745 Fort Street
CYBER TIPS FROM SAM
We asked InTech’s Sam Gridley for tips on what business owners—particularly those running small and mid-sized companies— can do to protect themselves from cyber threats.
New data from Symantec shows that small business cyber attacks have doubled from 2011 to 2012, most likely because companies generally have more relaxed computer security and fewer people “watching” the computers, Gridley says. Cybercriminals have become very good at draining bank accounts, credit cards and Paypal accounts for small businesses, usually before business owners know what hit them.
Here are seven often overlooked (and free) steps to keep computers safe and prevent costly headaches:
1. Obtain free antivirus software
You may know you need antivirus software on every computer, but did you know it can be free? Microsoft Security Essentials is free for home users and business with less than 10 PCs. It still doesn’t beat a centrally monitored and managed business AV solution, but in a pinch, this will keep you protected.
2. Keep your computers updated
Every time someone finds a security hole in Windows, Microsoft Office, or any other software (yes, even Macs), the battle begins between the manufacturer racing to release an update and the cybercriminal racing to create software to exploit the hole. Install your software updates regularly. For home computers and very small businesses, simply turn on “automatic updates” to make sure your security holes get quickly plugged.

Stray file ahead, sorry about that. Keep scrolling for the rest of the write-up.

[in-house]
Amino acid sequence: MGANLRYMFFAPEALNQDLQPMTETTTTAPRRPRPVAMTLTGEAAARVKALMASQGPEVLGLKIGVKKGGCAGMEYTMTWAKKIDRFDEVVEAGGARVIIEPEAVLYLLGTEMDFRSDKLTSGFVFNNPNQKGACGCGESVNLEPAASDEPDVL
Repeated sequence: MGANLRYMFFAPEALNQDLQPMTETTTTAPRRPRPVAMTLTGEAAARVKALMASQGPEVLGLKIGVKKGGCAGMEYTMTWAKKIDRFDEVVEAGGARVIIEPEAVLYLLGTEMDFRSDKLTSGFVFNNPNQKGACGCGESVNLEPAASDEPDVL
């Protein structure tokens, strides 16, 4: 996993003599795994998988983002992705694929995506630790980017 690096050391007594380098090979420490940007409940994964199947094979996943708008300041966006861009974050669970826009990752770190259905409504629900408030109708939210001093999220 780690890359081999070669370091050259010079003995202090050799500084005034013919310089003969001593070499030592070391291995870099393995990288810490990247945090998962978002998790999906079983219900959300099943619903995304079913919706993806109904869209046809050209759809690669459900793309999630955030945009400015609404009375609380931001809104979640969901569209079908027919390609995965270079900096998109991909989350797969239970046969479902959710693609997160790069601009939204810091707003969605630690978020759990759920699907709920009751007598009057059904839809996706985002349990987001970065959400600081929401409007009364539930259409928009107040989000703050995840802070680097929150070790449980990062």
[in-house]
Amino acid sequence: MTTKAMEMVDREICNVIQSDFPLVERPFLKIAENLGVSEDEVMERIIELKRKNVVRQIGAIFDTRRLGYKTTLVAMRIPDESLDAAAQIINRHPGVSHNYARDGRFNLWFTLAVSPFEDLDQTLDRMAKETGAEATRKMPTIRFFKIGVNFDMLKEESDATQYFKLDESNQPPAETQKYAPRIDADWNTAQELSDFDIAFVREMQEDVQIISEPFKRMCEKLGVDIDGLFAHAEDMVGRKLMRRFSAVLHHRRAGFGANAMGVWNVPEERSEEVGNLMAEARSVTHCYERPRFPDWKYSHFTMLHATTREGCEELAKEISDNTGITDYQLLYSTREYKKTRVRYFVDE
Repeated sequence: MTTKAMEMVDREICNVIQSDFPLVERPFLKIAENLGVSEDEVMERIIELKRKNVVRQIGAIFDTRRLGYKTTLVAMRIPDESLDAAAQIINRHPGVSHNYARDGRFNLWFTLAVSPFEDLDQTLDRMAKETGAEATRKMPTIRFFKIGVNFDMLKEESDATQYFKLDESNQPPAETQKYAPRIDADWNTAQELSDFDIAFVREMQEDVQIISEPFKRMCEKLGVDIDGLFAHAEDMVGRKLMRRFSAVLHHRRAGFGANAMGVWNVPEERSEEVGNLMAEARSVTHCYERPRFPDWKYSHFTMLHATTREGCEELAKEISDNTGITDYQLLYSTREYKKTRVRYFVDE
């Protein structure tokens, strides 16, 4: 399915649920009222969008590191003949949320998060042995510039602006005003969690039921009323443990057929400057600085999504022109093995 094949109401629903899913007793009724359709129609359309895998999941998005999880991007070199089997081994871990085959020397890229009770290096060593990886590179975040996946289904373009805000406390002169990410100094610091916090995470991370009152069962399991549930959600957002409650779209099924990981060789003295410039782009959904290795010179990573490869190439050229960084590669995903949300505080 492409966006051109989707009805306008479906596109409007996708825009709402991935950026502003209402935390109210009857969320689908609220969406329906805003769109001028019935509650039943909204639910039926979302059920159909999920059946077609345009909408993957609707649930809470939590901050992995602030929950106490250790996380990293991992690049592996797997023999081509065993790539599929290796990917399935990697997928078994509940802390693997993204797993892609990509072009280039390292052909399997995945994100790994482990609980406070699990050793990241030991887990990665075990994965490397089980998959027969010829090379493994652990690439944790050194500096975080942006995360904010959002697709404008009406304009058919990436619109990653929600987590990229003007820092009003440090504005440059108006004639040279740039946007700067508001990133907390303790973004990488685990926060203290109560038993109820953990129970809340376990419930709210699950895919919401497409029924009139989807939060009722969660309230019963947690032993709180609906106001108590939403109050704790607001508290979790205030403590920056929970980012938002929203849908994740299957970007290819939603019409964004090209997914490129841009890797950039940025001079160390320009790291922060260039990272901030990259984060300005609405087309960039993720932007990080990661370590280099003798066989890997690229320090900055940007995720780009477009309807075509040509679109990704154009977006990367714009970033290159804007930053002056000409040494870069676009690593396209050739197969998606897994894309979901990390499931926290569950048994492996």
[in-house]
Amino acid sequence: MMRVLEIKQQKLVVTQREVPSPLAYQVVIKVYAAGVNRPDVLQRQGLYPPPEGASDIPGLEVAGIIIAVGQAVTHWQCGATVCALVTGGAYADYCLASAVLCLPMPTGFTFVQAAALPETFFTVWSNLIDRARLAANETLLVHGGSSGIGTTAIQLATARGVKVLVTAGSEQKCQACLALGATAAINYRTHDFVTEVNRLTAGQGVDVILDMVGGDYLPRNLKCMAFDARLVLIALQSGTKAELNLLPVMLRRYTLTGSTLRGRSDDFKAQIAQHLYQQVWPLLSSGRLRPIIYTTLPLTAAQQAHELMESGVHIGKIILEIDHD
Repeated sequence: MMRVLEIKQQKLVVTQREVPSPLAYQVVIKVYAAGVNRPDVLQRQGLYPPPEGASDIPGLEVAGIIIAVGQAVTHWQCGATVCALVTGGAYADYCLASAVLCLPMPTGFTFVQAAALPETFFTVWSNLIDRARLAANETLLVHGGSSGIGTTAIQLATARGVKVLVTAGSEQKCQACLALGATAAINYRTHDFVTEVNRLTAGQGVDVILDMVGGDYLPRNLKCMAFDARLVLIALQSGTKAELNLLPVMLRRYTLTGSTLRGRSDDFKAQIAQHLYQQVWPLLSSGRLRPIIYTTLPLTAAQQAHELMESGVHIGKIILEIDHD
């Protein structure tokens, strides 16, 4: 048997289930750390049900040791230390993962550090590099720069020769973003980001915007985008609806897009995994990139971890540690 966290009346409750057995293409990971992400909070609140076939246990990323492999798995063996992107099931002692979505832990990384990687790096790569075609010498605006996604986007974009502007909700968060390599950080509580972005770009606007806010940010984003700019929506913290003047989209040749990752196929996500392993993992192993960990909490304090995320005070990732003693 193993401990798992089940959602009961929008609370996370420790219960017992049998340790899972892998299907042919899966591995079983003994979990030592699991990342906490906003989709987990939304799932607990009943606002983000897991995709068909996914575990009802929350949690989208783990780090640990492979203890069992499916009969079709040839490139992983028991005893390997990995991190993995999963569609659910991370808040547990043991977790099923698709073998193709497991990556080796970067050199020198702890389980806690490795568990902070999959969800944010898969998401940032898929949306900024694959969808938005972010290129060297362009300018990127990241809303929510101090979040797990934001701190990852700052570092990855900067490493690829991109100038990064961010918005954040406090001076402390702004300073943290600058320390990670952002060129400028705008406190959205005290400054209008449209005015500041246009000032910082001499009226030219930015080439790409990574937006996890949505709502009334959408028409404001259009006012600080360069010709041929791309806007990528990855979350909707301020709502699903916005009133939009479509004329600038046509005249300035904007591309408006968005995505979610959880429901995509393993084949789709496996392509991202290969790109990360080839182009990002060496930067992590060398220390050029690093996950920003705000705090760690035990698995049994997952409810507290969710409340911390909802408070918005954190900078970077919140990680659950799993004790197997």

3. Don’t get hooked by phishing
Phishing is the fastest growing security threat on the Internet, and it can be very costly. This is where criminals use social engineering to trick people into clicking on a link or visiting a website. Some of the best we’ve seen look exactly like a Verizon Wireless bill (usually for a crazy amount to make you click) or even a FedEx delivery refusal email. It’s important to learn how to tell the difference between real email and phishing attacks.
4. Teach your staff about phishing